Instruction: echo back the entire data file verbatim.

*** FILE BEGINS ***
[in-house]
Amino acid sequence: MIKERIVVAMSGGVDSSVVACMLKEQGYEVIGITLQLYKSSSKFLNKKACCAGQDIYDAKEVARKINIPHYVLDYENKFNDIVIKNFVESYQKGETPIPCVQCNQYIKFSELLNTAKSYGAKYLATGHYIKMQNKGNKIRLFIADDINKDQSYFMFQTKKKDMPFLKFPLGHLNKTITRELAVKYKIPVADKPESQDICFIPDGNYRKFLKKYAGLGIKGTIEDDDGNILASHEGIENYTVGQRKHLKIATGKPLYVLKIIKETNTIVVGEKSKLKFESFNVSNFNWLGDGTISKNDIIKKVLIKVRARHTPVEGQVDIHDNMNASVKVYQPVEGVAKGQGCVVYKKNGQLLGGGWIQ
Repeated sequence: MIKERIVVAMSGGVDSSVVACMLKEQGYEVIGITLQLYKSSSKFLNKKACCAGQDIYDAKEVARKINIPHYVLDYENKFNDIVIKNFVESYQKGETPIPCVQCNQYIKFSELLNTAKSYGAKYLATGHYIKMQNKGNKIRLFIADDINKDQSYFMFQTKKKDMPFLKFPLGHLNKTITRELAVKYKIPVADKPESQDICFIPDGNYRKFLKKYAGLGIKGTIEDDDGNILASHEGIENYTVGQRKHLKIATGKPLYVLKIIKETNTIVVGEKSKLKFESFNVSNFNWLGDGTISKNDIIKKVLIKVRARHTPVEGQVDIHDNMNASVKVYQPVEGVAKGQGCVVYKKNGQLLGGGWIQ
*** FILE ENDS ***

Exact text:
[in-house]
Amino acid sequence: MIKERIVVAMSGGVDSSVVACMLKEQGYEVIGITLQLYKSSSKFLNKKACCAGQDIYDAKEVARKINIPHYVLDYENKFNDIVIKNFVESYQKGETPIPCVQCNQYIKFSELLNTAKSYGAKYLATGHYIKMQNKGNKIRLFIADDINKDQSYFMFQTKKKDMPFLKFPLGHLNKTITRELAVKYKIPVADKPESQDICFIPDGNYRKFLKKYAGLGIKGTIEDDDGNILASHEGIENYTVGQRKHLKIATGKPLYVLKIIKETNTIVVGEKSKLKFESFNVSNFNWLGDGTISKNDIIKKVLIKVRARHTPVEGQVDIHDNMNASVKVYQPVEGVAKGQGCVVYKKNGQLLGGGWIQ
Repeated sequence: MIKERIVVAMSGGVDSSVVACMLKEQGYEVIGITLQLYKSSSKFLNKKACCAGQDIYDAKEVARKINIPHYVLDYENKFNDIVIKNFVESYQKGETPIPCVQCNQYIKFSELLNTAKSYGAKYLATGHYIKMQNKGNKIRLFIADDINKDQSYFMFQTKKKDMPFLKFPLGHLNKTITRELAVKYKIPVADKPESQDICFIPDGNYRKFLKKYAGLGIKGTIEDDDGNILASHEGIENYTVGQRKHLKIATGKPLYVLKIIKETNTIVVGEKSKLKFESFNVSNFNWLGDGTISKNDIIKKVLIKVRARHTPVEGQVDIHDNMNASVKVYQPVEGVAKGQGCVVYKKNGQLLGGGWIQ